3. Sequence your cooking.  Start each dish so they are (mostly) finished at the same time.  Start prepping the items that will take the longest first. I usually focus on the carbohydrates and protein.  If I want to marinate the chicken strips before sauteing them, I’ll immediately get them marinating.  Rice is always started dishes early; once it’s done, it can rest off the heat just fine until we’re ready to eat. Similarly, put a pot of water on to boil first.  I may wait to add the pasta, but at least the water will be ready.  And potatoes always get priority cooking treatment.  Veggies are almost always last, since they cook pretty quickly.
Hungry Toucan
Image Credit: https://www.flickr.com/photos/florida_photo_guy/15664318563/in/photostream/

Even under the best of circumstances, I still need to do something to quell the rumblings in the two little people’s bellies.  Or distract them.  So, here’s what I do:

 

 

 

  1. Get them something to eat.  It seems obvious, but it took me a while to come to terms with this. You spend time making a homemade meal; the last thing you want is for your kids’ appetites to be ruined.  The key, I’ve found, is WHAT to eat.  I give them options that, if they do ruin their appetites, I won’t mind (so much). They are welcome to eat any of the raw veggies I’m prepping for dinner.  They can also grab a cheese stick out of the fridge.  This is their typical choice and I love it.  They can get it on their own and since neither are big fans of meat it helps them get enough protein.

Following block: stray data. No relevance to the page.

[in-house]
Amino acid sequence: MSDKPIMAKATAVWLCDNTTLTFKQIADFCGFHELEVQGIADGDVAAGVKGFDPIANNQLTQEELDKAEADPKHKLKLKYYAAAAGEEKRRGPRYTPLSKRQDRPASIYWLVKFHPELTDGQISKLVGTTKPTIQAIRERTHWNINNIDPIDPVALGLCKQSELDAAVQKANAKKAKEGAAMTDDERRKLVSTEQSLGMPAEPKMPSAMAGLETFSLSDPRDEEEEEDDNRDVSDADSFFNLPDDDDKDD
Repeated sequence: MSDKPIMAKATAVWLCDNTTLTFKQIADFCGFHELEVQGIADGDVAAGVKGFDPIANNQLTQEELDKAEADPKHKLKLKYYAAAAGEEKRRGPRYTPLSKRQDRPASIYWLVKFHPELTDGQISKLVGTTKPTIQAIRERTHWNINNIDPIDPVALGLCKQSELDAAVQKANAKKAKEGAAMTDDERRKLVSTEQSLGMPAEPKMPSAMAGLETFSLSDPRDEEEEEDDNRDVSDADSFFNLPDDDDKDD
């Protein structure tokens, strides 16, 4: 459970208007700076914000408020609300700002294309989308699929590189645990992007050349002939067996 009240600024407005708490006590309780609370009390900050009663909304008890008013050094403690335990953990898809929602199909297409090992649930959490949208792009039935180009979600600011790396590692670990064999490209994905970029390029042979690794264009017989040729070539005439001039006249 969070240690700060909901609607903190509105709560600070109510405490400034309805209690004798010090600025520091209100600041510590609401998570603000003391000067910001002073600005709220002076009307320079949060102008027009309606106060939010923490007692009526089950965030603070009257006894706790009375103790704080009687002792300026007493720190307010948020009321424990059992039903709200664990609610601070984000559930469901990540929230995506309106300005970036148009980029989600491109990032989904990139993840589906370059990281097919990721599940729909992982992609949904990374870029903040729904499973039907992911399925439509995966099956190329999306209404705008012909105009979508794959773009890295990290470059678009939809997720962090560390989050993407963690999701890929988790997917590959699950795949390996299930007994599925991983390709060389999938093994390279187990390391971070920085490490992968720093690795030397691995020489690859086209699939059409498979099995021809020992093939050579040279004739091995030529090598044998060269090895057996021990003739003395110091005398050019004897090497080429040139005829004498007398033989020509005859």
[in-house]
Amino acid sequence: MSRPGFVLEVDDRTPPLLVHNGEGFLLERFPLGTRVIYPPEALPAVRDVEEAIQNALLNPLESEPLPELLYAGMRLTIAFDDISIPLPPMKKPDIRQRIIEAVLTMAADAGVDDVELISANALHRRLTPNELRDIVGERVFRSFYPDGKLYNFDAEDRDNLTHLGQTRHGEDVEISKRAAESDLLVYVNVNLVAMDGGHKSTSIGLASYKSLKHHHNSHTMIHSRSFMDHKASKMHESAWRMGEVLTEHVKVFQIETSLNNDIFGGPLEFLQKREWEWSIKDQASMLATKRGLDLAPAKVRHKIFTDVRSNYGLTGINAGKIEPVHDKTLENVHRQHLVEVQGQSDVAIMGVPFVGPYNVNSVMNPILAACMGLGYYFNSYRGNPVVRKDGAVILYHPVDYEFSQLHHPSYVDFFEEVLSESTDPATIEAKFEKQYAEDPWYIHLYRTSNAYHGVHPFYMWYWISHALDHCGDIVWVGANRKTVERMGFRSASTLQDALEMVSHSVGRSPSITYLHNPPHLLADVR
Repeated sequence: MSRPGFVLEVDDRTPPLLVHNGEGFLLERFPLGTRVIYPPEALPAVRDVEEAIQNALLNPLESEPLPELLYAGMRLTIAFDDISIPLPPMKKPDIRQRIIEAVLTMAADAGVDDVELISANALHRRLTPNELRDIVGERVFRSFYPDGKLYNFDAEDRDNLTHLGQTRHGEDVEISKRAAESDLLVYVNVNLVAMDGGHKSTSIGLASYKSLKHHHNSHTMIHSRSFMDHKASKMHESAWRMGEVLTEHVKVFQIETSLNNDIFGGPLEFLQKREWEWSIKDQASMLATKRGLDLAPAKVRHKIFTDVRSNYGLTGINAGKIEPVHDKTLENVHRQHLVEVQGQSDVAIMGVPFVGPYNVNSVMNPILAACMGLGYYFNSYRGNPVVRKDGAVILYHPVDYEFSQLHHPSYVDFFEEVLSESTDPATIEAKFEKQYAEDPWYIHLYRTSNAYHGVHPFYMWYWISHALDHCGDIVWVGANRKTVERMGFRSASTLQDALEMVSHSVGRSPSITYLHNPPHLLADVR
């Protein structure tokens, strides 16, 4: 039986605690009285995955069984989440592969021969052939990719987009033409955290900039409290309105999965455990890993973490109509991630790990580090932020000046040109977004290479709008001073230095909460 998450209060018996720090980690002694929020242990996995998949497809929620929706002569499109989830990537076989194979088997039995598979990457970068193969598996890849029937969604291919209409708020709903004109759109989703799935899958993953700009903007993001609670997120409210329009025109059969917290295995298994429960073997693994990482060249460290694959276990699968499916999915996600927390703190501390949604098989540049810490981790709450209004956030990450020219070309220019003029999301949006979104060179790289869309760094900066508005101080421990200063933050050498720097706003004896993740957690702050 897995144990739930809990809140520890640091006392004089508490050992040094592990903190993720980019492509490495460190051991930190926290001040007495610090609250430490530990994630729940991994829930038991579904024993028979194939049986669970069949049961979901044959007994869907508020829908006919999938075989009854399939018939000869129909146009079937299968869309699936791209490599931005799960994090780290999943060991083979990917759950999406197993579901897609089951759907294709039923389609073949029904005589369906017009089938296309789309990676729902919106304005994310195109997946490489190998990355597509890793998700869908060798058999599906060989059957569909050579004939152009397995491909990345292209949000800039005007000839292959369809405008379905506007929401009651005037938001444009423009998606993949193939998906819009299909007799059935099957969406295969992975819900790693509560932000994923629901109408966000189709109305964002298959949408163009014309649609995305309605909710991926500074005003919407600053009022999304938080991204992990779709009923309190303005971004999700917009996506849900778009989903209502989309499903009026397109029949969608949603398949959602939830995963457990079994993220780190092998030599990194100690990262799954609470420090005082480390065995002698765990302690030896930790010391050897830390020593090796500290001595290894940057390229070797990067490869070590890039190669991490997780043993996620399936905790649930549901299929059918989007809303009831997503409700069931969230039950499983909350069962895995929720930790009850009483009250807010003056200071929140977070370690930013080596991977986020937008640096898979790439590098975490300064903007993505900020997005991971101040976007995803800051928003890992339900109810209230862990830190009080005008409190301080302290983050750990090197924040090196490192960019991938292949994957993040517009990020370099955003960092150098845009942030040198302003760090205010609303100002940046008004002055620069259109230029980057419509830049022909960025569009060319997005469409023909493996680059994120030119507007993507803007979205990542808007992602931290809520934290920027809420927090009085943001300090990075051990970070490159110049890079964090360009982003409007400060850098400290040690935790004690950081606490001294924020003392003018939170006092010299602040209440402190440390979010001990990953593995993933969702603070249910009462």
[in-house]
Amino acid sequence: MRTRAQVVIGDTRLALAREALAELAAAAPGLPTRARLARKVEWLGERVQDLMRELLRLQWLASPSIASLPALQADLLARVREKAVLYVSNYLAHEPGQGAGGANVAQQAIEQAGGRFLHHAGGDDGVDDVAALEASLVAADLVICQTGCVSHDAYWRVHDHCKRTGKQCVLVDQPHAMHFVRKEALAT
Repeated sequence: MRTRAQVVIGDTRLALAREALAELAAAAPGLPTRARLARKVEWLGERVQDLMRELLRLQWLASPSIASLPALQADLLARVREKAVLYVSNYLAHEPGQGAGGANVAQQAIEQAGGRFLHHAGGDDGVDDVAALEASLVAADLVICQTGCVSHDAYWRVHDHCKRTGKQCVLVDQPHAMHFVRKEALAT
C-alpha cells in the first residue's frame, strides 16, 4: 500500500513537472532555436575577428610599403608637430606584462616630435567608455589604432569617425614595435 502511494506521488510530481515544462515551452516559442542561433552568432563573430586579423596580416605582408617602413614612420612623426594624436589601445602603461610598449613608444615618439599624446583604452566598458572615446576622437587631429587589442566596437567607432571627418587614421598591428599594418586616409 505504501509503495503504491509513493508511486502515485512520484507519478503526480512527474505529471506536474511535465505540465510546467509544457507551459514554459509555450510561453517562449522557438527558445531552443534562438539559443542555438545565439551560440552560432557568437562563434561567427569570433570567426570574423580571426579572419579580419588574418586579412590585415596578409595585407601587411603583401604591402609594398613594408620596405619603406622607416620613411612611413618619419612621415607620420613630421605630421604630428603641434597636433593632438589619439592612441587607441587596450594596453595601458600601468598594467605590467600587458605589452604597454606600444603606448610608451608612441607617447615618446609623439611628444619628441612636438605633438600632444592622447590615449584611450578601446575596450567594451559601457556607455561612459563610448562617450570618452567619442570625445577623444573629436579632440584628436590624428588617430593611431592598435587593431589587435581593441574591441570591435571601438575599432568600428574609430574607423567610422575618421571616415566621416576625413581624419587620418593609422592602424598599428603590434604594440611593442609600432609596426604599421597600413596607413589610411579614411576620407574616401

2. Distract them. The older one is now big enough to chew gum.  Giving him a stick to chew on the way home from school has cut the hangry whining by at least 80%.  Once we’re home, a short TV show is just the thing I need to keep them out of trouble until dinner is ready.  TV has it’s place in our home and this is it.

Hangry

If you need some new dinner ideas, here are a handful of quick dishes that are proven winners in our household.

  • Tacos (preferably on Tuesday, since the kids LOVE to say “It’s Taco Tuesday!”).  Leftover taco meat is usually used later on in a taco casserole.
  • Teriyaki chicken.  I use a store bought marinade to make life a little easier. This is one of the few meat proteins the kids will eat seconds of.
  • Macaroni and cheese.  If time is very short or I’m exhausted, the boxed version will do the trick. But really, homemade doesn’t take more than 30 minutes, we all like it better, and I usually have leftovers for lunches.
  • Chopped cucumber and tomato salad.  Sometimes I had chopped peppers. Olive oil, lemon juice/vinegar, S&P go on the table so we can all season it ourselves.  (If I have half a lemon, the kids LOVE squeezing the juice on themselves.)  The kids eat this salad up.
  • Quesadillas. I can turn these babies out faster than Ming Ming can say “This is se-wious!”.  Add some veggie sticks and you’ve got a meal.  The adult version has sauted veggies and black beans in the quesadilla.
  • Pasta with garlic, cannellini beans, parmesan cheese, and a smidgen of red pepper flakes. I often don’t serve a separate protein with this meal — just a nice veggie.  The kids love the cannellini beans, which always amazes me.

What are some of your proven winners?